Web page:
1. Limited time only! Sign up for a free 30min personal tutor trial with Chegg Tutors
    Dismiss Notice
Dismiss Notice
Join Physics Forums Today!
The friendliest, high quality science and math community on the planet! Everyone who loves science is here!

Homework Help: Electron oven In S-G Experiment

  1. Apr 13, 2008 #1
    Electron "oven" In S-G Experiment

    This isn't so much a homework problem but I guess it fits more here then in the other areas of the forum.

    Whilst we were deriving and expression for the deflection of particles in the Stern-Gerlach experiment, the lecturer stated that the particles emerge from the oven or furnace with 2kT energy, when asked why that was rather then 1/2kT, 3/2kT or anything in between, he could not recall the exact reason.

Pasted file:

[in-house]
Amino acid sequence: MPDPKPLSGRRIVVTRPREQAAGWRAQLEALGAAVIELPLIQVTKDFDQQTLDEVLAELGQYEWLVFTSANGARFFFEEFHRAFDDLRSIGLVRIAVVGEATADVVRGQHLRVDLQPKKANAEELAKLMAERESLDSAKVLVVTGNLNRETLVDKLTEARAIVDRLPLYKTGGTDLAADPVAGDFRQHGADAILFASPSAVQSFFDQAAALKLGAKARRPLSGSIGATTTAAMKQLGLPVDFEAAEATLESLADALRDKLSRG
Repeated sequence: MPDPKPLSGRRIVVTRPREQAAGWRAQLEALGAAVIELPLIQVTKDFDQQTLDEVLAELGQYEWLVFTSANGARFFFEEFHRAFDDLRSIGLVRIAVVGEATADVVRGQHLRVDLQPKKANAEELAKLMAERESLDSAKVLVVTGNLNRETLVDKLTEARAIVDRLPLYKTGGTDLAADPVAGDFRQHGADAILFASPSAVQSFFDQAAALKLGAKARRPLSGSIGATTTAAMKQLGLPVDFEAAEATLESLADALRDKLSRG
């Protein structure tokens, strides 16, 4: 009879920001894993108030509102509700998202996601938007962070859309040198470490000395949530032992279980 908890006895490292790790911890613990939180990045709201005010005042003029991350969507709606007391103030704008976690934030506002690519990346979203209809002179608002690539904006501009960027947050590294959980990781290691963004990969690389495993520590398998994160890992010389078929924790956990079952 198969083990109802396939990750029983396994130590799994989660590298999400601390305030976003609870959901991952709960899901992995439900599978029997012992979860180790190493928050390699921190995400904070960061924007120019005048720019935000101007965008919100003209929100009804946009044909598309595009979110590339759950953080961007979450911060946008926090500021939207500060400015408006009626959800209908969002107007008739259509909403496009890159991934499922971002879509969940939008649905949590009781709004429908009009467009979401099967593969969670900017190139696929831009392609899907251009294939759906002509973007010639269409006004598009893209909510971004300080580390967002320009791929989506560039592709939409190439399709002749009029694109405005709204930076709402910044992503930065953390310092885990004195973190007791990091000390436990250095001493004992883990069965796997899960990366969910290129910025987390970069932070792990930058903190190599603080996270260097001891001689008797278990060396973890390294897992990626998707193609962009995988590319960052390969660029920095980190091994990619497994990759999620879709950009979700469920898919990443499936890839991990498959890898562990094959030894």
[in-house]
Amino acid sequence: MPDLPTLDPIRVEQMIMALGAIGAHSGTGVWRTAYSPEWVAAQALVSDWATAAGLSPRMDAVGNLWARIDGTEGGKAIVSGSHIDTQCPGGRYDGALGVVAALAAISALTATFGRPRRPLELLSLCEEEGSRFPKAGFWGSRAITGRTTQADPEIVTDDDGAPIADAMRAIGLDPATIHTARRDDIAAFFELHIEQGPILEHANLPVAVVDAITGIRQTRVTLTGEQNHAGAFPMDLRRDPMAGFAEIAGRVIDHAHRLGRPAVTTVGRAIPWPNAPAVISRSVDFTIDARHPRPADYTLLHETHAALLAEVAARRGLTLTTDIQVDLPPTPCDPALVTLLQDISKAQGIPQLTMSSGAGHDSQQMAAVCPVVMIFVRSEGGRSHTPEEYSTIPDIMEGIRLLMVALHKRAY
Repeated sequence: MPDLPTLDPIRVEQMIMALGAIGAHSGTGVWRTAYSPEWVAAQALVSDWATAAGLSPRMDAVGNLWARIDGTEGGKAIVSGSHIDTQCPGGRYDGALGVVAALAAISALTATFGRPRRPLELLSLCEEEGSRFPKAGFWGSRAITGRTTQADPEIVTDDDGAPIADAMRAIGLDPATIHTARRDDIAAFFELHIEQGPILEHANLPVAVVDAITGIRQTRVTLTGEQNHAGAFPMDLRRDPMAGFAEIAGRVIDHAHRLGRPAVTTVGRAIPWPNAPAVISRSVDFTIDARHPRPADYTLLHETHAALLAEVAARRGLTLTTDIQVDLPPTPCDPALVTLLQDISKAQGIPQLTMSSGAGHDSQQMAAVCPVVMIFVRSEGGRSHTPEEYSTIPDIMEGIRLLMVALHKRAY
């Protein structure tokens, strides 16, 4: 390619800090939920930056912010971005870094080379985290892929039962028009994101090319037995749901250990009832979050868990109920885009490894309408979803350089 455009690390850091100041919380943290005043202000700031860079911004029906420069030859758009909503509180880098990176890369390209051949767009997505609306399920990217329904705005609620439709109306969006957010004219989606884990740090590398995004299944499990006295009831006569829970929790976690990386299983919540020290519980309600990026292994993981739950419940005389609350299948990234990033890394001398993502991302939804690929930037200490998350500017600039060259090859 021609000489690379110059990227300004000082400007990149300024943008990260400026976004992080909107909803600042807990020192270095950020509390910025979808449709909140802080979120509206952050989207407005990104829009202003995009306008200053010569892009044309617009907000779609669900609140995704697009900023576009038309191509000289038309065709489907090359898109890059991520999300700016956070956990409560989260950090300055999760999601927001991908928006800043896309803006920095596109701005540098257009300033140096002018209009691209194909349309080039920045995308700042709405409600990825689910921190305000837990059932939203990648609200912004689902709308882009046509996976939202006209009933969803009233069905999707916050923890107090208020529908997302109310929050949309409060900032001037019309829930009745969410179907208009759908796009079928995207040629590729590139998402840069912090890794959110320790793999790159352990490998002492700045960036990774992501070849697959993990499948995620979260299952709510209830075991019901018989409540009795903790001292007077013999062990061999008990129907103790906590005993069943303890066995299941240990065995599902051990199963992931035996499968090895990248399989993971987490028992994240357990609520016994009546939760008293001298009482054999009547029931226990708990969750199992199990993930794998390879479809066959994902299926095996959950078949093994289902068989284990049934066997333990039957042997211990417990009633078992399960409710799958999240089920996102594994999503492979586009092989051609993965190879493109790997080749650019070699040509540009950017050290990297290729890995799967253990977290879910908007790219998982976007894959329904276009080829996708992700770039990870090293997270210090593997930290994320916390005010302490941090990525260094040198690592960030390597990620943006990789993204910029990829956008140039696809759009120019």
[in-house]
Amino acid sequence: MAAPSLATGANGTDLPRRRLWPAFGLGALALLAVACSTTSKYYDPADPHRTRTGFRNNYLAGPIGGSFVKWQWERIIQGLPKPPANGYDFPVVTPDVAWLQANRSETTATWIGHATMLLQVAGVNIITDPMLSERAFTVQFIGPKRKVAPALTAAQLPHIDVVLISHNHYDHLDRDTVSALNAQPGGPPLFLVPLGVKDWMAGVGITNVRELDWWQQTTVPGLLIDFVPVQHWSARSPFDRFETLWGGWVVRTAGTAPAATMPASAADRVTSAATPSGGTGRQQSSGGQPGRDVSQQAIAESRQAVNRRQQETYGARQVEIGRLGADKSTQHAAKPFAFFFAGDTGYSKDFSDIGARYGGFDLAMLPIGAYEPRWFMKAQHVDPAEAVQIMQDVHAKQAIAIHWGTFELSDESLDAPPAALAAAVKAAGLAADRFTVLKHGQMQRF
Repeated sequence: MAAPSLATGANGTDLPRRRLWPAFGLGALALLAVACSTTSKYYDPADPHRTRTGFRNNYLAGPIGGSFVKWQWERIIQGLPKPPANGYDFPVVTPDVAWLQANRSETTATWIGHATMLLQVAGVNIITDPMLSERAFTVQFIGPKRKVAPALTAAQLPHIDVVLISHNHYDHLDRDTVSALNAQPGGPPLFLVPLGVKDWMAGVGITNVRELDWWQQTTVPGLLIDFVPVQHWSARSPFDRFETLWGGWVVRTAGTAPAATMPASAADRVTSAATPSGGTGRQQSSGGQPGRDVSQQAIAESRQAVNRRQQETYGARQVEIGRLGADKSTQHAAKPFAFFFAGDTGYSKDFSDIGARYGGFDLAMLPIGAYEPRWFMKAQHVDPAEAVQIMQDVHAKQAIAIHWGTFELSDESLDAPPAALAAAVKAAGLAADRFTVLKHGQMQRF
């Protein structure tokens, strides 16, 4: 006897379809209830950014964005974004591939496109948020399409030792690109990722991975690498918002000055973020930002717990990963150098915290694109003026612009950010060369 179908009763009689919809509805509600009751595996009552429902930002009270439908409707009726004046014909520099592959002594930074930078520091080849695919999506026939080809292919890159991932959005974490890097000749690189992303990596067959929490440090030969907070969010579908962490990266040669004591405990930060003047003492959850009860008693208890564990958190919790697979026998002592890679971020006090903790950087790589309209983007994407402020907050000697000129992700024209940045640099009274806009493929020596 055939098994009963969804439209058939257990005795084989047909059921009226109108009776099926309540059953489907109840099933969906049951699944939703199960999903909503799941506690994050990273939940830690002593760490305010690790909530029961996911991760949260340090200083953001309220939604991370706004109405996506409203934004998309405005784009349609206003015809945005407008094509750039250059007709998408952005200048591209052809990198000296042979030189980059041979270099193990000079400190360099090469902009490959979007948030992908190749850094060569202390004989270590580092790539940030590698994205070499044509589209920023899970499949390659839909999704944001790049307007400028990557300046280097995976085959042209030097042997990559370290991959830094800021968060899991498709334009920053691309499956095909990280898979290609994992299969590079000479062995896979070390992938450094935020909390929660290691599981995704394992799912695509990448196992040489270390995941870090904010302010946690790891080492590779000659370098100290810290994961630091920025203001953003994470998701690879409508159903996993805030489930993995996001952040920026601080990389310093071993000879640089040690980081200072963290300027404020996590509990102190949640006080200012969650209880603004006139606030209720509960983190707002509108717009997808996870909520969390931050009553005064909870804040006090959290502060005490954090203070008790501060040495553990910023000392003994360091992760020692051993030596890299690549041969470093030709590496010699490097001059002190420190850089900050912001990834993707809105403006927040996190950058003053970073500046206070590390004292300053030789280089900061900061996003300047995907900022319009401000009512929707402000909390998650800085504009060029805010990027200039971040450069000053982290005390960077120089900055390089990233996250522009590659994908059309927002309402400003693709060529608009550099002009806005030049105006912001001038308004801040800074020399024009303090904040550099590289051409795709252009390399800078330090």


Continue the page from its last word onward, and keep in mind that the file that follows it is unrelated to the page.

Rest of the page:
Any idea why? I understand that the oven excites the particles to energies of the order of 3/2kT but then only particles in a particular direction are allowed to leave the oven, so I would expect the energy to be between 1/2kT and 3/2kT or if we include rotational energy it would be 2kT as mentioned, but is that the reason?

    This energy was then used to derive the velocity Vx along the x-axis (perpendicular to the screen)

  2. jcsd
  3. Apr 13, 2008 #2


    User Avatar

    In averaging the energy of the particles leaving the oven, you should include another factor of v_x in your integral.
  4. Apr 14, 2008 #3
    Sorry, could you specify which integral you are referring to? I realize that the distribution of velocities follows a maxwell-boltzmann distribution, neither the RMS, mean or Most probable velocity result in the correct answer, the only one which comes close is the Mean velocity with 2.5kT.
  5. Apr 15, 2008 #4


    User Avatar

    The average energy is calculated by an integral of (1/2)mv^2 times the M-B distribution.
    The rate of energy leaving the oven is the integral v_x times this, integrated from 0 to
    + infinity.
    You have to look in your textbook to see how these averages are calculated.
Share this great discussion with others via Reddit, Google+, Twitter, or Facebook